Let’s face it: most of us are feeling lonelier overall than we ever have before. But sometimes being alone and being lonely are often confused.
What we sometimes forget is that we can be very happy alone. But usually when we’re lonely, we want something to shift or change.
The sad irony in loneliness is that it makes us feel like we’re alone and isolated in feeling that way. And yet, so many of us feel lonely that if we opened up about it more and did something about it, we wouldn’t feel nearly so alone.
Loneliness comes with significant health effects, and low social connection carries similar health risks to smoking 15 cigarettes per day.
It can lead to depression, make it more difficult to interact with others (which is of course, more sad irony) because it makes lonely people more sensitive to social situations and the perceived stakes when having those kinds of interactions, increased risk of heart disease, and can lead to unhealthy habits when it comes to how we eat, move and workout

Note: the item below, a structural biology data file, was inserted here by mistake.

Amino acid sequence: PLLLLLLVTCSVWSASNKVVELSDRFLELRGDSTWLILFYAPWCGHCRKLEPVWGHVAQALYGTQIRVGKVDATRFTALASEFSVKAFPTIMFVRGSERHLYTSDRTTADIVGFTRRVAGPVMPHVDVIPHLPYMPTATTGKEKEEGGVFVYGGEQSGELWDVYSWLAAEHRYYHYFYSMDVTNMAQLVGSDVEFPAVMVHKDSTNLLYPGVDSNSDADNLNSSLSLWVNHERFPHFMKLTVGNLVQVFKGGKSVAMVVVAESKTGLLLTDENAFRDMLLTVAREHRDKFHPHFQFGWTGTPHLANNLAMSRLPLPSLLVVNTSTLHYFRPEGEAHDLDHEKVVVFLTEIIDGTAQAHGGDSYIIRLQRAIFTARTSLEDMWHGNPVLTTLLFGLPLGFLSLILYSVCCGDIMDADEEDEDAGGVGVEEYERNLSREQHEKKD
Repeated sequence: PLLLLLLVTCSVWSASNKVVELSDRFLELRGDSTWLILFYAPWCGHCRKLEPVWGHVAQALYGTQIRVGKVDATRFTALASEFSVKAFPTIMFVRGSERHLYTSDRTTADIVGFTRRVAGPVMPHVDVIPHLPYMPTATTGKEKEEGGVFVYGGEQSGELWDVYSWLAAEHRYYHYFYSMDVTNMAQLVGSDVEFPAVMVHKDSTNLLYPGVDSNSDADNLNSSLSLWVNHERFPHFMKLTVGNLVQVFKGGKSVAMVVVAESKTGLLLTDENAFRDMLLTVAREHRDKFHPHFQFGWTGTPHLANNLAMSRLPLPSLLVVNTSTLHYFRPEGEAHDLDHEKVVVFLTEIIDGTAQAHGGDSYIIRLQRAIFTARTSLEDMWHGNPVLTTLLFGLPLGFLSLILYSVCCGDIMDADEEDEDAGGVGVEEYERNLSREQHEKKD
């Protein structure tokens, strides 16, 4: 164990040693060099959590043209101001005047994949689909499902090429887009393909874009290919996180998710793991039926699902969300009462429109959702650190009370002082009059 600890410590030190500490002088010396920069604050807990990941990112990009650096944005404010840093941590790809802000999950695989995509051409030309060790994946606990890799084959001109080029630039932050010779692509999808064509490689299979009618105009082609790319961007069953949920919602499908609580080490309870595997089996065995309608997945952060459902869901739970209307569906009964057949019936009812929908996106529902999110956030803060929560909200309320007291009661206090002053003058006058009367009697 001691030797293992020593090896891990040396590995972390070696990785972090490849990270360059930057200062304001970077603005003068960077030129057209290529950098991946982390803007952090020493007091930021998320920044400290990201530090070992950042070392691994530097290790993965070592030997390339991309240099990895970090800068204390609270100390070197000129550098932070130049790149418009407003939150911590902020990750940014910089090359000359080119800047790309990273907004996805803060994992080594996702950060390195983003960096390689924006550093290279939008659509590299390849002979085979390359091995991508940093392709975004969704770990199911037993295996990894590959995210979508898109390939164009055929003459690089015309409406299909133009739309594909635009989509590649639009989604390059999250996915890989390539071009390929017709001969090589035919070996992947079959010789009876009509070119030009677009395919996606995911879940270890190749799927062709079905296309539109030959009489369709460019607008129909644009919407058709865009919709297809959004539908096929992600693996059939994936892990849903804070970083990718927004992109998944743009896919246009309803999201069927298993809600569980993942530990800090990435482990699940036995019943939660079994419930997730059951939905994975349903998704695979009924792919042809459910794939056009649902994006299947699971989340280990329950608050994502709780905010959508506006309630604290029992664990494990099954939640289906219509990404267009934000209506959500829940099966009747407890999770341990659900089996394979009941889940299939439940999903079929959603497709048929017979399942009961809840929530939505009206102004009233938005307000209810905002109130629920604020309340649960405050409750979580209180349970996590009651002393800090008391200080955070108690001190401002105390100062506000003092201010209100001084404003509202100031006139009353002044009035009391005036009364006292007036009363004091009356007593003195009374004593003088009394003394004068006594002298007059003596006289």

On top of that, deep feelings of loneliness on an ongoing basis can lead to increased stress, poor memory and decision making, and can even lead to progression of conditions like Alzheimers.
Today we’re breaking down the significant differences between being alone versus being lonely, along with:
- Objective loneliness vs subjective
- Perpetual loneliness and how it affects us
- Sitting in it and experiencing it rather than reaching for something random to take away the pain
- Feeling lonely within the context of romantic relationships
Ready to dive in? Let’s do this.
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